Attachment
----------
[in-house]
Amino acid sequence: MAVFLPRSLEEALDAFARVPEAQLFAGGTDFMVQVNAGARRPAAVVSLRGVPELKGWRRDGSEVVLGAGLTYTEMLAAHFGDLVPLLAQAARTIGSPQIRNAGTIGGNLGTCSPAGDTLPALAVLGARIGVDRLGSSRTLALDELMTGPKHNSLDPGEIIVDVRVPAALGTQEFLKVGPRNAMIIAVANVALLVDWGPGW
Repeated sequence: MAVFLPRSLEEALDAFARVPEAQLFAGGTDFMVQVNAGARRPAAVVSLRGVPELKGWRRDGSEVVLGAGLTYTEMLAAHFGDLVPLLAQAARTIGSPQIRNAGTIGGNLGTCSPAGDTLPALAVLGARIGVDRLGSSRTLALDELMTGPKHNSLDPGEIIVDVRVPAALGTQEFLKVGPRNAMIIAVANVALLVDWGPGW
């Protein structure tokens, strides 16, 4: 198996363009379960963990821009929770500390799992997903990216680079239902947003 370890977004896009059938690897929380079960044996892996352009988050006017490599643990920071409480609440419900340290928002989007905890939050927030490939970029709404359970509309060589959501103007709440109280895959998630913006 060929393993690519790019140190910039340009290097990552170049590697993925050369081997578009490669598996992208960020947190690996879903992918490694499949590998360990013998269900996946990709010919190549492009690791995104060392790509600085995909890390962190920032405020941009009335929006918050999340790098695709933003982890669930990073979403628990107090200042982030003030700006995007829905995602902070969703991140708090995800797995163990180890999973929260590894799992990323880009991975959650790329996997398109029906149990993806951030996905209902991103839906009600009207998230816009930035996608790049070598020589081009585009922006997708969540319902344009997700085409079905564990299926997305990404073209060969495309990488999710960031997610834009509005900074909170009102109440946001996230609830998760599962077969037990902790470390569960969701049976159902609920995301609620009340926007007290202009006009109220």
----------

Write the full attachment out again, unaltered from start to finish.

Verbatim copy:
[in-house]
Amino acid sequence: MAVFLPRSLEEALDAFARVPEAQLFAGGTDFMVQVNAGARRPAAVVSLRGVPELKGWRRDGSEVVLGAGLTYTEMLAAHFGDLVPLLAQAARTIGSPQIRNAGTIGGNLGTCSPAGDTLPALAVLGARIGVDRLGSSRTLALDELMTGPKHNSLDPGEIIVDVRVPAALGTQEFLKVGPRNAMIIAVANVALLVDWGPGW
Repeated sequence: MAVFLPRSLEEALDAFARVPEAQLFAGGTDFMVQVNAGARRPAAVVSLRGVPELKGWRRDGSEVVLGAGLTYTEMLAAHFGDLVPLLAQAARTIGSPQIRNAGTIGGNLGTCSPAGDTLPALAVLGARIGVDRLGSSRTLALDELMTGPKHNSLDPGEIIVDVRVPAALGTQEFLKVGPRNAMIIAVANVALLVDWGPGW
């Protein structure tokens, strides 16, 4: 198996363009379960963990821009929770500390799992997903990216680079239902947003 370890977004896009059938690897929380079960044996892996352009988050006017490599643990920071409480609440419900340290928002989007905890939050927030490939970029709404359970509309060589959501103007709440109280895959998630913006 060929393993690519790019140190910039340009290097990552170049590697993925050369081997578009490669598996992208960020947190690996879903992918490694499949590998360990013998269900996946990709010919190549492009690791995104060392790509600085995909890390962190920032405020941009009335929006918050999340790098695709933003982890669930990073979403628990107090200042982030003030700006995007829905995602902070969703991140708090995800797995163990180890999973929260590894799992990323880009991975959650790329996997398109029906149990993806951030996905209902991103839906009600009207998230816009930035996608790049070598020589081009585009922006997708969540319902344009997700085409079905564990299926997305990404073209060969495309990488999710960031997610834009509005900074909170009102109440946001996230609830998760599962077969037990902790470390569960969701049976159902609920995301609620009340926007007290202009006009109220």